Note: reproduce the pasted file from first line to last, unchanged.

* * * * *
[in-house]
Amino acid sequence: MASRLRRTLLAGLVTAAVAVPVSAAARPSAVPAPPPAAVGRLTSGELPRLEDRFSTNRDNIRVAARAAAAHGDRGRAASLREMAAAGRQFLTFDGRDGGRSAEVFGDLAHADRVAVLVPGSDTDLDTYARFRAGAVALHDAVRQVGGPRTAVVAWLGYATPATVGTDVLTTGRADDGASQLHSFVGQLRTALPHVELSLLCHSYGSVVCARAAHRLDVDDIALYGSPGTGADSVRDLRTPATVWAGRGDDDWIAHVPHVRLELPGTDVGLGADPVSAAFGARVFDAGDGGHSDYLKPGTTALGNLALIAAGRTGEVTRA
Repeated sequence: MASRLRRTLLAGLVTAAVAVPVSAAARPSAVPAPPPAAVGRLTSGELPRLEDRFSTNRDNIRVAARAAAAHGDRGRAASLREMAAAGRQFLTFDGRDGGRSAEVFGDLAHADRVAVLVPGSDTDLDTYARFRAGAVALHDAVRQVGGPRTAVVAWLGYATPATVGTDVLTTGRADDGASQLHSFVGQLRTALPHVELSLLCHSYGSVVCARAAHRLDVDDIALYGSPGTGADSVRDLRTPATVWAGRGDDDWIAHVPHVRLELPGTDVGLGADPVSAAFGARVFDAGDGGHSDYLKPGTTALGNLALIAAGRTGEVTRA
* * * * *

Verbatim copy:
[in-house]
Amino acid sequence: MASRLRRTLLAGLVTAAVAVPVSAAARPSAVPAPPPAAVGRLTSGELPRLEDRFSTNRDNIRVAARAAAAHGDRGRAASLREMAAAGRQFLTFDGRDGGRSAEVFGDLAHADRVAVLVPGSDTDLDTYARFRAGAVALHDAVRQVGGPRTAVVAWLGYATPATVGTDVLTTGRADDGASQLHSFVGQLRTALPHVELSLLCHSYGSVVCARAAHRLDVDDIALYGSPGTGADSVRDLRTPATVWAGRGDDDWIAHVPHVRLELPGTDVGLGADPVSAAFGARVFDAGDGGHSDYLKPGTTALGNLALIAAGRTGEVTRA
Repeated sequence: MASRLRRTLLAGLVTAAVAVPVSAAARPSAVPAPPPAAVGRLTSGELPRLEDRFSTNRDNIRVAARAAAAHGDRGRAASLREMAAAGRQFLTFDGRDGGRSAEVFGDLAHADRVAVLVPGSDTDLDTYARFRAGAVALHDAVRQVGGPRTAVVAWLGYATPATVGTDVLTTGRADDGASQLHSFVGQLRTALPHVELSLLCHSYGSVVCARAAHRLDVDDIALYGSPGTGADSVRDLRTPATVWAGRGDDDWIAHVPHVRLELPGTDVGLGADPVSAAFGARVFDAGDGGHSDYLKPGTTALGNLALIAAGRTGEVTRA